Busy busy busy busy busy. Holidays good. But, busy.
Since the weather getting a little cooler I've been trying to catch up with the garden for all the hours missed from the heat wave. So, I was outside for 4 hours yesterday chugging away, unfortunately not during the wee hours of the morning as I usually like, but I started at noon because from morning until then I was curled up in bed with a ridiculous tummy ache from eating 6 plums and 3 peaches (all delicious btw) from the 20 pounds of fruit the husband and I picked from out local Jones Orchard ($0.89/lb for peaches, nectarines and plums!) (but unless I turn them into jam fast, they need to be devoured!). Needless to say, my stomach protesteths at that much acidity and told me so.
Thus partly the reason why I didn't get to my regularly scheduled posting.
So, I am attempting to combine yesterday's planned leaf lesson with pictures for today as scheduled.
I really am interested in learning the horticulture terminology of leaves (and eventually flowers, fruits, roots and etc) because I (1) like knowing what the heck all those scientific papers are talking about when describing leaves especially on websites that talk about specific plant anatomy and I can't get a clear idea of what the plant looks like and (2) it makes for plant identification easier when you can use formal terms rather than descriptors such as "sort of zig-zaggy but curved and hairy...."
Leaf morphology is broken down in 3 sections: Shape (of one leaf/the leaf set), Margin (what the edge of the leaf looks like), and finally Venation (how the leaf veins are laid out).
There is a great diversity in leaf shape, which I was aware of but didn't realize all the subtleties until I encountered the leaf chart in the link below. Because of the diversity of simply leaf shapes I'll be focusing on shape in this entry rather than margins and venation.
This very handy leaf chart on wikimedia (you can blow it up to an easier to read size) is wonderfully detailed and I will only address and give examples of common leaf shapes/margins/venations that a person might encounter and those in my garden that I can show examples of.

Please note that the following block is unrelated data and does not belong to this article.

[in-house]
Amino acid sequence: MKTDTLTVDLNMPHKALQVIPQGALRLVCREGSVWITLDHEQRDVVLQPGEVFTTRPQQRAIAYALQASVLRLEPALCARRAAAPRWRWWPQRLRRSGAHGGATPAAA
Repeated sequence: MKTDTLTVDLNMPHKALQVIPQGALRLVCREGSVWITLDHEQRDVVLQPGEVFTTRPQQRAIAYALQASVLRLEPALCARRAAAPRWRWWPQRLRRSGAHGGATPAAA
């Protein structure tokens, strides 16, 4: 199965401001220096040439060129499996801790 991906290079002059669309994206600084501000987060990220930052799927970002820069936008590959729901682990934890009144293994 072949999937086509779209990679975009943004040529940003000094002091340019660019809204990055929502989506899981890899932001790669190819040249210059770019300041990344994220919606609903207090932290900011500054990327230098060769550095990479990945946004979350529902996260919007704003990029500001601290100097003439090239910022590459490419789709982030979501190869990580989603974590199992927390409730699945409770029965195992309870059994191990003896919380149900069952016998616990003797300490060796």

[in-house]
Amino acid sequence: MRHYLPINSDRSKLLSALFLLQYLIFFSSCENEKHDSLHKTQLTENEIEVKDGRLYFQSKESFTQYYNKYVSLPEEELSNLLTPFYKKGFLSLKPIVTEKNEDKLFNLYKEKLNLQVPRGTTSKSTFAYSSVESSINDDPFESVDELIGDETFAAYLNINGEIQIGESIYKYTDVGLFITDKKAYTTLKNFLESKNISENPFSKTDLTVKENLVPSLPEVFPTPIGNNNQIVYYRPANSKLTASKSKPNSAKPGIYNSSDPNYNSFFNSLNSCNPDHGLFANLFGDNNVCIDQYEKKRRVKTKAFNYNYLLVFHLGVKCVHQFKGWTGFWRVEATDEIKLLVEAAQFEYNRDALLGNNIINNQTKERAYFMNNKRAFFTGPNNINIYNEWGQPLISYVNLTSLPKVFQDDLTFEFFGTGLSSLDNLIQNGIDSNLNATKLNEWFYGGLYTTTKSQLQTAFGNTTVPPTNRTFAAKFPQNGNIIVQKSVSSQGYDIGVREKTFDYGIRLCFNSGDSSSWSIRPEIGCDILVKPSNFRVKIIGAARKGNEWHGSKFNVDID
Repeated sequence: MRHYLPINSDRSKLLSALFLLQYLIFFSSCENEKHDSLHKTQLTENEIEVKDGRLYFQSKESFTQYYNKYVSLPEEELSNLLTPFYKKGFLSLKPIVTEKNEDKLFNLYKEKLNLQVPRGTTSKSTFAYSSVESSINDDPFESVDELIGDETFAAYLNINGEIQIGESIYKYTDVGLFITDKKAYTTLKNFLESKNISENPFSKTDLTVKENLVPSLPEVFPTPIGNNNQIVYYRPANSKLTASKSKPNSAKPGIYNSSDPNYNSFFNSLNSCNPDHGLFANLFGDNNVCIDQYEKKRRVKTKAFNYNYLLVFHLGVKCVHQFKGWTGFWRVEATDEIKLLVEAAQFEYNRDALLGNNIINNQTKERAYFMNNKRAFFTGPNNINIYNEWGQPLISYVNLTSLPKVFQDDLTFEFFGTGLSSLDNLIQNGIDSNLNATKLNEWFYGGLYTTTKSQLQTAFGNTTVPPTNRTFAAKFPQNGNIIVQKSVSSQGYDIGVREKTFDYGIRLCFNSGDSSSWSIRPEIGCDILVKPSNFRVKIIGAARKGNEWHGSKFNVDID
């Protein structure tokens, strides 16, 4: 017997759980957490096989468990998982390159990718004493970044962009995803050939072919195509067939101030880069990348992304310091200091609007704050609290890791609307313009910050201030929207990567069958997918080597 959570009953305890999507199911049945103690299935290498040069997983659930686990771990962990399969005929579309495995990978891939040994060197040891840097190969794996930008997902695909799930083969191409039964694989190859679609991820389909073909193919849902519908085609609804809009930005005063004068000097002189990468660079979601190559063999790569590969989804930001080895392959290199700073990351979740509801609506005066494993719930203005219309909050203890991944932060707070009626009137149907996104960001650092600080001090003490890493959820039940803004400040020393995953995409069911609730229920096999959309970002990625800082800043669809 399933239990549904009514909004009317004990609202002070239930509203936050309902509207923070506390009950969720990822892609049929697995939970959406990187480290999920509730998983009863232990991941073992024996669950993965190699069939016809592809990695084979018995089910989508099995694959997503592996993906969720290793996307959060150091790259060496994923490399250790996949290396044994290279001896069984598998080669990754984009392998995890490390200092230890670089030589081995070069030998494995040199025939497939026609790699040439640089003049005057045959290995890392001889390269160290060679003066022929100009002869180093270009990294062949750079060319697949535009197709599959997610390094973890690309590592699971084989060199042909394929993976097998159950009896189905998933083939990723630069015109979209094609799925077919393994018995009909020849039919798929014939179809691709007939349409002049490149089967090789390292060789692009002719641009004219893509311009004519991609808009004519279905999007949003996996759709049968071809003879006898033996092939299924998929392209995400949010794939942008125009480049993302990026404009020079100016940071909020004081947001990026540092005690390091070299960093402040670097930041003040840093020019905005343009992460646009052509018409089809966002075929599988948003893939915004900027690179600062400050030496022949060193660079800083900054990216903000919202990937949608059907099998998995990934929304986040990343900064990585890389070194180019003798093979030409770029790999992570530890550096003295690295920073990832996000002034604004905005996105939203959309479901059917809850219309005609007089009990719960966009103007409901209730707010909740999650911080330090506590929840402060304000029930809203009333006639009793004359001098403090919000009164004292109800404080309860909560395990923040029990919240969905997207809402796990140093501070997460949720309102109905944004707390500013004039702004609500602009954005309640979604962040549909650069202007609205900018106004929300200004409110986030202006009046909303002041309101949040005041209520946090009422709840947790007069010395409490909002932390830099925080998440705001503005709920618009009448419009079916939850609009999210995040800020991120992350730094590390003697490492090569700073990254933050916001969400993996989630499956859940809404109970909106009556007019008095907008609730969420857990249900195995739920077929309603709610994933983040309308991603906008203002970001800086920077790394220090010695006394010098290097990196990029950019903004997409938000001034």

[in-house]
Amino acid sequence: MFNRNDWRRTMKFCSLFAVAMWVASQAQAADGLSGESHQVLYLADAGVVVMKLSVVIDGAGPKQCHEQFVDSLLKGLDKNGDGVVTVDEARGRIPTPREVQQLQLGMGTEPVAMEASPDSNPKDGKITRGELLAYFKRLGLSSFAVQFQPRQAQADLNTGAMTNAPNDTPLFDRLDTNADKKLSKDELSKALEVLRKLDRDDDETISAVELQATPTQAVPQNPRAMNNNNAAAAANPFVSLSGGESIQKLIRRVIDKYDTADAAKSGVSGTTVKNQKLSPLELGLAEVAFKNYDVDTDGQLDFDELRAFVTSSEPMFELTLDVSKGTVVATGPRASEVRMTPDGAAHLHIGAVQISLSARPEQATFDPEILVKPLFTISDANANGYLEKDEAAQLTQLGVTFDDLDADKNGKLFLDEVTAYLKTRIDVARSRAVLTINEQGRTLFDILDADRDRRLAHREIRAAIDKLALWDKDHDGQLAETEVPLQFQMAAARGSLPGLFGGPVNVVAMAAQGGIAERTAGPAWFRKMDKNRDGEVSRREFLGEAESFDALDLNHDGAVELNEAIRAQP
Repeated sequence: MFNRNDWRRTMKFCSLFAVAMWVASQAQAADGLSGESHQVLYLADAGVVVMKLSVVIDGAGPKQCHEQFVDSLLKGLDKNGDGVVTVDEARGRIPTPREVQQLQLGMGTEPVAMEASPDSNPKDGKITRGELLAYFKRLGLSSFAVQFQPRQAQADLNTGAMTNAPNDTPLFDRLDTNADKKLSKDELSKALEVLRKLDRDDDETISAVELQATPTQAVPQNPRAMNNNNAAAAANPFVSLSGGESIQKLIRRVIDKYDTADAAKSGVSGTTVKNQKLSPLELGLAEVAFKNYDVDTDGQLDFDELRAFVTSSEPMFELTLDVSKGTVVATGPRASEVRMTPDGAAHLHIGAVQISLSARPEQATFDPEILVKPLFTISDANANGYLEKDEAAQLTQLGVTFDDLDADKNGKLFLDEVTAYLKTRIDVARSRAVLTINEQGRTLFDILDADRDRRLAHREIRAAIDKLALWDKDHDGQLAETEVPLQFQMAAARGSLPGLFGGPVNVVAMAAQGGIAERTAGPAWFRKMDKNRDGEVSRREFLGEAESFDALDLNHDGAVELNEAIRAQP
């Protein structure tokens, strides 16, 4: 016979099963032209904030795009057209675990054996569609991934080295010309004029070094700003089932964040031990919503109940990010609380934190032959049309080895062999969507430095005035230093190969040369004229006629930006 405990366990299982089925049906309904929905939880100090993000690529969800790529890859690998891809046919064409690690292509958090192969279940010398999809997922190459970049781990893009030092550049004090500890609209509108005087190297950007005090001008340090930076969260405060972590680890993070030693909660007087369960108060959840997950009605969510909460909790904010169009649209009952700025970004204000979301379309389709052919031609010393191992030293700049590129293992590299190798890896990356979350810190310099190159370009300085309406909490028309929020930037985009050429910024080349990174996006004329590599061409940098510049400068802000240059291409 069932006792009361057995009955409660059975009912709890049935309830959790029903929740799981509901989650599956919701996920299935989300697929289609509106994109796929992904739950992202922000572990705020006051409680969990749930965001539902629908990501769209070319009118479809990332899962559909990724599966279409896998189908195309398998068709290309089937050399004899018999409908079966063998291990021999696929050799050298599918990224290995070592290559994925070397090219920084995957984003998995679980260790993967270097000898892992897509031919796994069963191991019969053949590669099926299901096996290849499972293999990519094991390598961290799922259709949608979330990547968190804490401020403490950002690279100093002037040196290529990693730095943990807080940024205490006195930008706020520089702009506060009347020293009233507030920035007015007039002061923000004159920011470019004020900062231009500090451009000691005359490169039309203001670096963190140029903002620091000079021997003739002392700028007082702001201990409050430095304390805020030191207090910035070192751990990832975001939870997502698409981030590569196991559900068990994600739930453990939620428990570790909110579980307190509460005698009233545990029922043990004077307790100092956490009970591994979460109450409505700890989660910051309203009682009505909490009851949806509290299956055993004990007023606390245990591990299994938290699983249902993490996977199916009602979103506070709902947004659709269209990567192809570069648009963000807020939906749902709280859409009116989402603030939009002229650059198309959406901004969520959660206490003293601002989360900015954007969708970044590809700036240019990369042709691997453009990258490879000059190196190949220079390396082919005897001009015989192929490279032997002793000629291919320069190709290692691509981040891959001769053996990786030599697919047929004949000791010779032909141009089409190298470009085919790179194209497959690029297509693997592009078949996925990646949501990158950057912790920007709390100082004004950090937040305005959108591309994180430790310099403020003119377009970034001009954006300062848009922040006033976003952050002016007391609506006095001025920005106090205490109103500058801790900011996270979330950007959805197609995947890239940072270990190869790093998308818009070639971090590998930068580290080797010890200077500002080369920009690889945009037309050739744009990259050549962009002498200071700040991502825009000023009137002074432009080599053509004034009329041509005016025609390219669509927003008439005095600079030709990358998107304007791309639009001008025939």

Some common leaf shapes include acicular, rhomboid, lanceolate, linear, cordate, obtuse, deltoid, pinnatisect, elliptic.
The nice leaf chart explains beneath each of these names the characteristic of these names.
Acicular literally does mean needle shaped and those with that shaped leaves include many conifers such as firs, pines and some junipers.
Rhomboid shaped leaves are fairly common and an many trees exhibit this basic diamond leaf shape.
Lanceolate leaves are reminiscent the spearheads of lances, pointed at both ends, (but also a similar to those of the ensiformis shape which are thinner and pointier than wider in middle lanceolates) can be found in many types of grasses and daylilies.
Linear leaves are as they sound, like lines and are single leaves with long even edges such as those of chives.
Cordate leaves are heart shaped (cord- being the Latin term for heart) and an example of a leaf of this shape can be seen in the redbud tree.
Obtuse leaves are blunt tipped, wide leaves such as those seen in smoke trees from the genus Continus.
Deltoid leaves like the muscles of your shoulder area are triangular such as those of aspens.
Pinnatisect leaves are often seen and vilified by those who enjoy perfect lawns, but enjoyed by gourmet salad eaters as commonly seen pinnatisect leaves can be seen in dandelions! Pinna-is Latin for feather with -sect meaning "to cut." These leaves are deeply cut up to the leaf's midrib. Many ferns that do not exhibit separate leaflets fall into this leaf category.
Elliptic leaves, just like rhomboid leaves are fairly common in many plants and trees. Some examples of these sorts of leave are citrus, apple and some viburnums.
The former are all very common leaves and while walking about my garden some more very interesting leaf shapes can be seen:
Tripinnate leaves, where there are multiple leaflets on one stem can be seen on a rue plant
Spatulate, or spoon shaped leaves like loose leaf lettuce leaves
Hastate (with lobes at its base) vs Spearshaped leaves of the garden sorrel plant.
Trifolium or ternate leaves or leaflets in sets of three are not unusual, commonly seen in clover and medic, but there are freaks of nature.... such as the 'Dark Dancer' red clover variety that can often have 4 leaves!
Pedate leaves are a version of palmate type leaves except they are divided at a single point usually. Not that uncommon either like the trifoliums above, and often see in Japanese maples or are very cool like in my Haight Ashbury hibiscus:
Finally, one more unusual leaf type that I get to enjoy in my garden is the whorled kind such as sweet woodruff that I take great delight in
Another excellent leaf chart and more leaf help (with a test!) here.
Finally, leaving (ha!) you with some foliage, flowers and fruits pics: